In the EUTxO and script validation mechanism model such arbitrage can be incorporated into a liquidity protocol, which we plan on doing. It will put market makers in the role of performing additional transactions (and earning additional fees), for takers it will provide market efficient price on Maladex reflecting the true market price at given time, and for the other applications it will provide invaluable on-chain price Oracle not approximating the true price, but having on-chain arbitrage proof of it. Such on-chain price Oracle does not have any lag meaning it is much more efficient than any other on-chain price Oracles (it is the optimal state), only subject to lack of liquidity not allowing for convergence of price in the market.
- Expressiveness of liquidity protocol - Maladex scripting language.
All exchanges, even the most sophisticated centralised ones, offer a very limited number of order types.
For DEXes, usually only either CFMM AMM akin to x * y = const or limit orders.
CFMM AMM has disadvantage of all the introduced market inefficiencies, while limit orders on DEXes often leads to trading pairs without limit orders to execute against, or exploitation of the phenomena by creation of spoof orders (small order to execute at the good market price and significantly off one inserted upon the small order consumption to catch anyone executing using market price orders).
This limited number of ways to express makers' and takers' intentions and beliefs in the market leads to 2 things:
a lot of manual work and monitoring to the market conditions, in case of some professional traders, even setting multiple alarms at night to check the market conditions;
inability to express dynamic conditions such as, when the price starts to rise quickly, buy back, when the price starts dropping, quickly sell, create limit order, execute limit order not at once, but in a range over time, perform simple market order, provide liquidity of given parameterization, etc.
Design Maladex own order scripting language allowing to express complex market sentiments and to allow for contract composition. This is akin to the idea described by Simon Peyton Jones et al. in https://www.cs.tufts.edu/~nr/cs257/archive/simon-peyton-jones/contracts.pdf . Using this scripting language, define the most commonly used order types (market, limit, liquidity pool, etc.), and allow for access to the scripting language.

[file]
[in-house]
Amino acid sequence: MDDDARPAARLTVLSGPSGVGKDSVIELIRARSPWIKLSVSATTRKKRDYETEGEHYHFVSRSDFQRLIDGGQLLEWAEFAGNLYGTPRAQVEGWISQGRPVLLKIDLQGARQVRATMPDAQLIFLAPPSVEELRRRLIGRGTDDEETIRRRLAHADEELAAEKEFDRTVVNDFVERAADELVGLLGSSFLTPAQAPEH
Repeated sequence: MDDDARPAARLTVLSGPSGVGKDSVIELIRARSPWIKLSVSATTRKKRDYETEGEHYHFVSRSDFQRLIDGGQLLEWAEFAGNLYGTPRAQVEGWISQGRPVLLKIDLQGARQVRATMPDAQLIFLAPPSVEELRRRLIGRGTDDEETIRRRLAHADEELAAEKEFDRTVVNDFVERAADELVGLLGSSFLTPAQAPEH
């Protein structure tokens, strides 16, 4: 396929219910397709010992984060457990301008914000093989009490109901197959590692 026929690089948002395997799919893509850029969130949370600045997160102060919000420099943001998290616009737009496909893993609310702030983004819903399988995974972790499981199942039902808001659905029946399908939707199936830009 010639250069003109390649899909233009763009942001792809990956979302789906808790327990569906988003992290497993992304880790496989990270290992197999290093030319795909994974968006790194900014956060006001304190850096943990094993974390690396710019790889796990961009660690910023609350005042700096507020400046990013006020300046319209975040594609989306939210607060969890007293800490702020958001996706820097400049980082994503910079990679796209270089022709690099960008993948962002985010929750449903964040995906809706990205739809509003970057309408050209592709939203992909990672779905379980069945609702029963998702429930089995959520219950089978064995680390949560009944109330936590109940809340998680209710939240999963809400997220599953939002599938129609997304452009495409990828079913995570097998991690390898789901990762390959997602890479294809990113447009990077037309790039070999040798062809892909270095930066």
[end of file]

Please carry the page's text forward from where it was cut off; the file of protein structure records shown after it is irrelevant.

Jarek - the founder and lead developer of Maladex experience:
Master of Informatics from the University of Edinburgh (where Phil Wadler and Aggelos Kiayias research and teach) with specialisation in concurrent and distributed systems, functional programming, and formal methods.
Quantitative Finance master equivalent degree from CQF (the bespoke industry degree).
Head of Platforms in an international bank leading 3 teams, architecting and building complex financial systems.
Citadel Securities (the #1 market market in the world) where I worked on designing and building a novel approach to market making.
Microsoft Research where I worked on designing and implementation of highly scalable (cluster) machine learning algorithms used in Microsoft Office and Windows analytics (processing exabytes of data).
Experienced Haskell developer, used Haskell multiple times in both personal and commercial applications, active participant of Haskell conferences and hackathons.
Completed Plutus Pioneer program 1st cohort and got NFT to prove it.
I believe that my experience gives me the unique ability to combine all 3 intersections - advanced mathematical financial modelling, building scalable concurrent protocols which EUTxO requires, and many years of coding experience.
We operate stake pool (ticker MAL):
We are engaged in the community promoting Cardano, answering questions (of all types, not only related to our project, including how to implement concurrency in EUTxO).